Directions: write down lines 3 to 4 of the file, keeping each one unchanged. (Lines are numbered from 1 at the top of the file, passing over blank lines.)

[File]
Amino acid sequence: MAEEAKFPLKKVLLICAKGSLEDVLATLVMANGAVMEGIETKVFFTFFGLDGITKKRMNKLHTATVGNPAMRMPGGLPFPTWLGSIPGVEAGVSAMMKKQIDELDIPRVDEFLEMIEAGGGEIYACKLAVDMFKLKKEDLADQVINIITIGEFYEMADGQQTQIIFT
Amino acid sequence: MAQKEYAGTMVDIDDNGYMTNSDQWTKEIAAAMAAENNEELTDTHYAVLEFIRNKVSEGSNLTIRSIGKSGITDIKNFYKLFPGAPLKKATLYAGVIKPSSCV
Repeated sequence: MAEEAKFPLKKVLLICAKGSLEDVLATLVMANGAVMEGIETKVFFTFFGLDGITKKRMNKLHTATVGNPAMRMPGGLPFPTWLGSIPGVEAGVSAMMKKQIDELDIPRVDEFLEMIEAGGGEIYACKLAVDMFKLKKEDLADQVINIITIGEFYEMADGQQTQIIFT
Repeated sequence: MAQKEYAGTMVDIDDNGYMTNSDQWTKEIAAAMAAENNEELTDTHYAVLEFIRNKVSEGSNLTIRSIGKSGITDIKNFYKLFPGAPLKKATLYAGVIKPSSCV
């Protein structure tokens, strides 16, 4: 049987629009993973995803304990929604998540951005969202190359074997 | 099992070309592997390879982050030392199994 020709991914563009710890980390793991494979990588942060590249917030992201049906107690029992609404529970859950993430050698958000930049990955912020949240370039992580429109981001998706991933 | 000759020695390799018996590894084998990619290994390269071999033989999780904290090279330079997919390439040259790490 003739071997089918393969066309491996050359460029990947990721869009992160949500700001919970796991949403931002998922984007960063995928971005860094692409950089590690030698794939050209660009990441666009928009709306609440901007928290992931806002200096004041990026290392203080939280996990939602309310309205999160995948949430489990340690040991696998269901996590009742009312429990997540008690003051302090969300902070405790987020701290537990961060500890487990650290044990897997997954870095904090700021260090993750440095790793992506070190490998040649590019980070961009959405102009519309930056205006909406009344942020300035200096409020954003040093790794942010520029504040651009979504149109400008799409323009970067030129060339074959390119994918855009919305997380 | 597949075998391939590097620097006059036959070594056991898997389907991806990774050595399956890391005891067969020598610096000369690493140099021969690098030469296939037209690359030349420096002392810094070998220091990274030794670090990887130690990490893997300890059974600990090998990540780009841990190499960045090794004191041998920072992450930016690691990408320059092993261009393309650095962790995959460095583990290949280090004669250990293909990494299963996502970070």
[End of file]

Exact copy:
Repeated sequence: MAEEAKFPLKKVLLICAKGSLEDVLATLVMANGAVMEGIETKVFFTFFGLDGITKKRMNKLHTATVGNPAMRMPGGLPFPTWLGSIPGVEAGVSAMMKKQIDELDIPRVDEFLEMIEAGGGEIYACKLAVDMFKLKKEDLADQVINIITIGEFYEMADGQQTQIIFT
Repeated sequence: MAQKEYAGTMVDIDDNGYMTNSDQWTKEIAAAMAAENNEELTDTHYAVLEFIRNKVSEGSNLTIRSIGKSGITDIKNFYKLFPGAPLKKATLYAGVIKPSSCV